Date of Thesis

Spring 2021


Income inequality and the lack of higher-education opportunities across the United States often correlate with families' socioeconomic status. In this honors thesis, the following questions will be examined: How does the social mobility of Bucknell Students compare with students from other national universities? How do a student’s race and financial aid status affect their ability to achieve social mobility? How has the rate of social mobility through Bucknell changed in recent years? How does a student’s current family socioeconomic status affect their ability to achieve high-income success upon graduation? Does the level of accessibility to Bucknell change when socioeconomic status and race are analyzed? What lessons can we learn from countries with high levels of social mobility and economic equality? By utilizing national university data from Opportunity Insights and data from Bucknell University’s Offices of Admissions, Registrar, and Financial Aid, this paper examines the ability of higher education institutions to promote social mobility for low-income students. This study finds that the ability for students to achieve high levels of economic success is relatively consistent among all students attending an elite institution. However, the low rates of social mobility at elite institutions are due to the limited number of low-income students admitted to the University. Further, this study finds that the ability to increase accessibility through generous financial aid support can significantly impact a university and a country’s ability to promote economic equality. The results indicate strong relationships between financial aid programs, college access, and social mobility, therefore supporting potential policy interventions that devote more attention to providing low-income students financial aid to increase their ability to apply and attend college and achieve upward mobility upon graduation.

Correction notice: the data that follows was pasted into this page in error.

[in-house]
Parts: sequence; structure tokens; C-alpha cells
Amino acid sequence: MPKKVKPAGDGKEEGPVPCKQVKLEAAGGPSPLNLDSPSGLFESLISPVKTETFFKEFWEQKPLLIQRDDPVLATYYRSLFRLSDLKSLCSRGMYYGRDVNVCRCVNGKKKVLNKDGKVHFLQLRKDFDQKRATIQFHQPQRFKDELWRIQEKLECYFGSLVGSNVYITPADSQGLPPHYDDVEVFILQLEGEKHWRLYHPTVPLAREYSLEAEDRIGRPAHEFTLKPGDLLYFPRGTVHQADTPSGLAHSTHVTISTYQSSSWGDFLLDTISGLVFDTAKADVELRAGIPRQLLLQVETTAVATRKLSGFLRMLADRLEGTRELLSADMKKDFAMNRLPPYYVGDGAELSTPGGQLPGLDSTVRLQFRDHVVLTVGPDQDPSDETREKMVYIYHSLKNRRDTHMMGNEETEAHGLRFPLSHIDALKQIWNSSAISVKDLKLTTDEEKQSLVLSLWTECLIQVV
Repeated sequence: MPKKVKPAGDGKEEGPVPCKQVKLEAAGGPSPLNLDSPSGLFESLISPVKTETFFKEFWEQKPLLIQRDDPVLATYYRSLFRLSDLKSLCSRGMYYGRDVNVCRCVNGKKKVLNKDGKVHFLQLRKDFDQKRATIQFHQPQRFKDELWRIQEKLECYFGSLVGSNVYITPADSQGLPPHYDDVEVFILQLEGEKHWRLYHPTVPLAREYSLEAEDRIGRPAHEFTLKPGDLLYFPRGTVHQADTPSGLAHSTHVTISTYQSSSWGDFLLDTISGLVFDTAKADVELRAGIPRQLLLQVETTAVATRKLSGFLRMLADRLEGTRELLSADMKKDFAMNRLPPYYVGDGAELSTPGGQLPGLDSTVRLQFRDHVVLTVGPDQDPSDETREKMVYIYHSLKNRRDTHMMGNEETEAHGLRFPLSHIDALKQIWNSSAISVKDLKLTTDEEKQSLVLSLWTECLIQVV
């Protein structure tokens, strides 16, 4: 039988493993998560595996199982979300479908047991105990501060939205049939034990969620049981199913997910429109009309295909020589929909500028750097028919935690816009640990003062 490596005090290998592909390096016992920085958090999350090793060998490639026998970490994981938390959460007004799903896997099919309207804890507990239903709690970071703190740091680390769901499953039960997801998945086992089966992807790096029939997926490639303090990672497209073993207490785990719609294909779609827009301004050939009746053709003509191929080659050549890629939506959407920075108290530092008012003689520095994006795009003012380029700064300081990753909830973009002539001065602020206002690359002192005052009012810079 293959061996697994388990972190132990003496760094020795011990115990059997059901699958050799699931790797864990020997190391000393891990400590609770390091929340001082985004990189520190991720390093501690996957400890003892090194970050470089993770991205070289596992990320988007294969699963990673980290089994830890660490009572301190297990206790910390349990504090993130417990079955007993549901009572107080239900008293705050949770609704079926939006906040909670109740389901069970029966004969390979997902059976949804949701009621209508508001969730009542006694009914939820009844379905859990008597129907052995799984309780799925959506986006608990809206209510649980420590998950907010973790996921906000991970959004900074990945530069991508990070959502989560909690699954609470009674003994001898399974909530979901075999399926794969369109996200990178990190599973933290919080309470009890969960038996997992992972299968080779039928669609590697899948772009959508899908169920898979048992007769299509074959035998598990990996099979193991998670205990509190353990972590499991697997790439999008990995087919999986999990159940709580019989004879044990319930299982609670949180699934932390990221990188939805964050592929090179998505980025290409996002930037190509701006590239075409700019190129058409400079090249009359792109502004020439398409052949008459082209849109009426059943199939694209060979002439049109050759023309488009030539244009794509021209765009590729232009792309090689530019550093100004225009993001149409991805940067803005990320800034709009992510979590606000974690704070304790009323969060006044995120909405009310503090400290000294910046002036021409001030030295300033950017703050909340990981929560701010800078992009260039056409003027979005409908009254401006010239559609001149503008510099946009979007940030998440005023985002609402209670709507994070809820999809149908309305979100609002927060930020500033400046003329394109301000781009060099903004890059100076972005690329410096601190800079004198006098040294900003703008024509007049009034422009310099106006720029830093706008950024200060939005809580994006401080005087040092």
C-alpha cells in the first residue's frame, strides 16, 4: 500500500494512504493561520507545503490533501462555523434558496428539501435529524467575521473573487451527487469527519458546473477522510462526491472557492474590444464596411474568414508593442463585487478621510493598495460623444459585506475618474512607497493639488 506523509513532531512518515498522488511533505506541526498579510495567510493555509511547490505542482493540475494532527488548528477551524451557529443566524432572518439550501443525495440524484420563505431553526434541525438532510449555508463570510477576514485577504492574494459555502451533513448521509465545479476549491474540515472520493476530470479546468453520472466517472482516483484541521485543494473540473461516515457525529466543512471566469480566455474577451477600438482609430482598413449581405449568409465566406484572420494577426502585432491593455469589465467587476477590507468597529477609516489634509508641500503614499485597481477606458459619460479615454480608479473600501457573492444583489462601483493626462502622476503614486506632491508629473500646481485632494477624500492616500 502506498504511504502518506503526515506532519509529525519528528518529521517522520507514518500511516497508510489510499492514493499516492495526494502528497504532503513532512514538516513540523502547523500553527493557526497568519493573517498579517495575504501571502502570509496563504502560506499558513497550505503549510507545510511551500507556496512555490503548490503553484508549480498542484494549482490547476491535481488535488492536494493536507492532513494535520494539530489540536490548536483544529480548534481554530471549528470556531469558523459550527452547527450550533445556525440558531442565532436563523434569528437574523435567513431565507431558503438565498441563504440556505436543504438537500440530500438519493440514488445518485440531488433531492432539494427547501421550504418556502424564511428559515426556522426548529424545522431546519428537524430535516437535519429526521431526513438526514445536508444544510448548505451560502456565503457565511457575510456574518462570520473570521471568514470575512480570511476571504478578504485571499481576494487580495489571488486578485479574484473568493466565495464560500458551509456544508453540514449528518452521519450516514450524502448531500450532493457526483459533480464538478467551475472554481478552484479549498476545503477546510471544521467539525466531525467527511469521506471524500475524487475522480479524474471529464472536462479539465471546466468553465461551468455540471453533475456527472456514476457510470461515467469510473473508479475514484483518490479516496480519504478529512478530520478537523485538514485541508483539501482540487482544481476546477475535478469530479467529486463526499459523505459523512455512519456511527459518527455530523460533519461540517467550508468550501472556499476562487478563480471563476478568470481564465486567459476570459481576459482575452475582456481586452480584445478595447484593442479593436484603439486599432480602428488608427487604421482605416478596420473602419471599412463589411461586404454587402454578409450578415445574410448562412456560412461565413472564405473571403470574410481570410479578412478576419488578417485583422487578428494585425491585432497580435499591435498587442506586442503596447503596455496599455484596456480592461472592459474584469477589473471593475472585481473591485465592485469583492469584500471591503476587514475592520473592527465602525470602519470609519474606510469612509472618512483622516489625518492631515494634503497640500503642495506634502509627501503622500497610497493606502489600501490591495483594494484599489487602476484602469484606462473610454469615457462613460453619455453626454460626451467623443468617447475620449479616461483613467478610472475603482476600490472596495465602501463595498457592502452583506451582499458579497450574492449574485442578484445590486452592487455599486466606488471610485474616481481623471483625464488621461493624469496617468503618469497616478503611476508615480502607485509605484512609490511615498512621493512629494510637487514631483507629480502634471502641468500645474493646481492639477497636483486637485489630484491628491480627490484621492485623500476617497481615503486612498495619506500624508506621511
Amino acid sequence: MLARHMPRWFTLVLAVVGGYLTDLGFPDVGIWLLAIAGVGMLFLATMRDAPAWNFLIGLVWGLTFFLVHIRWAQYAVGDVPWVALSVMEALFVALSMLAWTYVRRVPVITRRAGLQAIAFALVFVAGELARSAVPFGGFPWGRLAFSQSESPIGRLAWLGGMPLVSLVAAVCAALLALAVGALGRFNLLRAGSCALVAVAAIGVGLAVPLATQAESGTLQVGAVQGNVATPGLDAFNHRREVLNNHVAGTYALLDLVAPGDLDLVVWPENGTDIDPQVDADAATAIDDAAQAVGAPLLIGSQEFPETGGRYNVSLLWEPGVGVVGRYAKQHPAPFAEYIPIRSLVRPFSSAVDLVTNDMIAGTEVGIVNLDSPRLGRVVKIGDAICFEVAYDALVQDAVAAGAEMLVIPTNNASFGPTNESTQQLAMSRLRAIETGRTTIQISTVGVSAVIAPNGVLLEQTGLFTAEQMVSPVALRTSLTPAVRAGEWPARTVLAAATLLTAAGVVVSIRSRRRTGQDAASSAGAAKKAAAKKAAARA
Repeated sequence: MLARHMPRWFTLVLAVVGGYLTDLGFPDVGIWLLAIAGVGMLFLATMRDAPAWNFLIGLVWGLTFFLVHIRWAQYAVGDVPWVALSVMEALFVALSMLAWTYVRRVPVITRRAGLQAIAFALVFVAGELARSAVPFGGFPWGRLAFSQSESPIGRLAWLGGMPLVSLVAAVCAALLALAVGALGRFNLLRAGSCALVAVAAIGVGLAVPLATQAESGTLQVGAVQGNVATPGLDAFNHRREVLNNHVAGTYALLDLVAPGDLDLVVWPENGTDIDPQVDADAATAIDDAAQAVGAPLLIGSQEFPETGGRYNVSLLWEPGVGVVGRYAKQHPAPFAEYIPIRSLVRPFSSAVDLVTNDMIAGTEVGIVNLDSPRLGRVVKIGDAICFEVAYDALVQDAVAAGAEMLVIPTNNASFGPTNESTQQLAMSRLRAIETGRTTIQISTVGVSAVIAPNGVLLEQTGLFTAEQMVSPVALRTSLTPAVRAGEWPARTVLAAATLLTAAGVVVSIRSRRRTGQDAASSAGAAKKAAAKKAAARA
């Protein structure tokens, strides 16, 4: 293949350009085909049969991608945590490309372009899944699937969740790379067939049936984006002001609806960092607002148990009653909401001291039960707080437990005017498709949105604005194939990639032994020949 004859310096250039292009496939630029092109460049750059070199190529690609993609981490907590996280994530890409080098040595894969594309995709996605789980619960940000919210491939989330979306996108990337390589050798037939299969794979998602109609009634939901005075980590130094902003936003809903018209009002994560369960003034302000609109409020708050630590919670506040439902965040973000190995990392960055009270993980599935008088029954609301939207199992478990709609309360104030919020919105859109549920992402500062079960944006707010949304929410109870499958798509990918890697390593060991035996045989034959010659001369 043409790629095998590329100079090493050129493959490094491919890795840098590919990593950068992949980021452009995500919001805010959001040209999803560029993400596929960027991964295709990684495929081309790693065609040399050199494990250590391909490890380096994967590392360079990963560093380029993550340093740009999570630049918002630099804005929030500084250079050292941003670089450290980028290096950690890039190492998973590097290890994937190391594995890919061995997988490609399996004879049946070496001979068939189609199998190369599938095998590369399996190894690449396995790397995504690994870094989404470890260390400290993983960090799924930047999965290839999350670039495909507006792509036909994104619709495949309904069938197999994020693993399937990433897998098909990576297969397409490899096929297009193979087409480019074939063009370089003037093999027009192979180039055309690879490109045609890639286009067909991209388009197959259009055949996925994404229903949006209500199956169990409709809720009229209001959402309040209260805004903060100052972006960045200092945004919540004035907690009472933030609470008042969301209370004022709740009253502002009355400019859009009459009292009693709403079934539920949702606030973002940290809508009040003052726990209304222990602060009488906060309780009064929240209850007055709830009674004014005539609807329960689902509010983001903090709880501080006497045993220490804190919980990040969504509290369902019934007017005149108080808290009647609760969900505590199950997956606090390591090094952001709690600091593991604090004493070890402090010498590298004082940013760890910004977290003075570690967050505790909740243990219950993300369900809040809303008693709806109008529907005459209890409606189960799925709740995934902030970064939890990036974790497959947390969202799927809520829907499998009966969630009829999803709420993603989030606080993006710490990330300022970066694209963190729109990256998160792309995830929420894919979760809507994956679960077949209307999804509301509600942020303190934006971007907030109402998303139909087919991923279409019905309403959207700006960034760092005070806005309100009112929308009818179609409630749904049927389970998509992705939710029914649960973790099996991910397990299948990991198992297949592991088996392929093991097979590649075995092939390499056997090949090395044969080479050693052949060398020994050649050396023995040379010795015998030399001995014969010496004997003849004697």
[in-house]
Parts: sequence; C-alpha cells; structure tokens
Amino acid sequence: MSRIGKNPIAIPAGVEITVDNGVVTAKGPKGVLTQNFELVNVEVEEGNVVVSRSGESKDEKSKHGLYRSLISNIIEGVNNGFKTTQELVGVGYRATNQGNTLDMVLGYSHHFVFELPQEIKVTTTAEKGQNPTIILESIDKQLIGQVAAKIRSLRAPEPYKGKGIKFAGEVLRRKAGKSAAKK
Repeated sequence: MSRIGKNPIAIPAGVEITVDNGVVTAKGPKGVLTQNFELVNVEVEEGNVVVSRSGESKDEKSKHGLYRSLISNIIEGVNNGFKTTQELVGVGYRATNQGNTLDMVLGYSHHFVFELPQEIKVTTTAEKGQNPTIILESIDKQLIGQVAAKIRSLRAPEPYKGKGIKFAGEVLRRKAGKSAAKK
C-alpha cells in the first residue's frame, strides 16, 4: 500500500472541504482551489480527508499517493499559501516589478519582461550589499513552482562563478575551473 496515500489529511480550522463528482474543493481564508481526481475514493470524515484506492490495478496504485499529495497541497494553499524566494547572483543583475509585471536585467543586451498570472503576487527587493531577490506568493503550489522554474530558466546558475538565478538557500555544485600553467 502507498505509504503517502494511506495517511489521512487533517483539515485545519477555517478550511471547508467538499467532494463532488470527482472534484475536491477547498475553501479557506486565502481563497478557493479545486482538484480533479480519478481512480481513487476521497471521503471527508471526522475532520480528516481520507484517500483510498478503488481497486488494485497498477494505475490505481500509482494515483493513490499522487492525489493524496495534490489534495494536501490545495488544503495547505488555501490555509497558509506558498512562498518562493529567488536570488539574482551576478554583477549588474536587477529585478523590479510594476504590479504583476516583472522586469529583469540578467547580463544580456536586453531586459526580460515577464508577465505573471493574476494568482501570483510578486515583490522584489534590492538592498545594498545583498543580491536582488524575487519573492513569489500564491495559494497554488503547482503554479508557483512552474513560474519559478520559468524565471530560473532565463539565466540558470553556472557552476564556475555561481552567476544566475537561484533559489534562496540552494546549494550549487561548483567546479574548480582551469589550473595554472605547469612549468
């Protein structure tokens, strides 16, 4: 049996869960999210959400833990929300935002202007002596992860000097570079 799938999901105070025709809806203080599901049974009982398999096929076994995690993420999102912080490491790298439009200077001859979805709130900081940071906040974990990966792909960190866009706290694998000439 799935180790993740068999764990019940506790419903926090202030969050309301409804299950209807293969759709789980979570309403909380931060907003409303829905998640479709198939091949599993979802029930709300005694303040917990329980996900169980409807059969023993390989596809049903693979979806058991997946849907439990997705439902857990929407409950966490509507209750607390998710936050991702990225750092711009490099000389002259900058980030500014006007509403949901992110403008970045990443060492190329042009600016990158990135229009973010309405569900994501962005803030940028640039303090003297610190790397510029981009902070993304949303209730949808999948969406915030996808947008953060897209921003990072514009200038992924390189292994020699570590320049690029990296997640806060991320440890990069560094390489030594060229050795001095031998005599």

income, inequality, mobility, higher education, access, Bucknell University

Access Type

Honors Thesis

Degree Type

Bachelor of Arts



Second Major

Environmental Studies

Minor, Emphasis, or Concentration


First Advisor

Geoff Schneider

Second Advisor

Erdogan Bakir

Third Advisor

Mehmet Dosemeci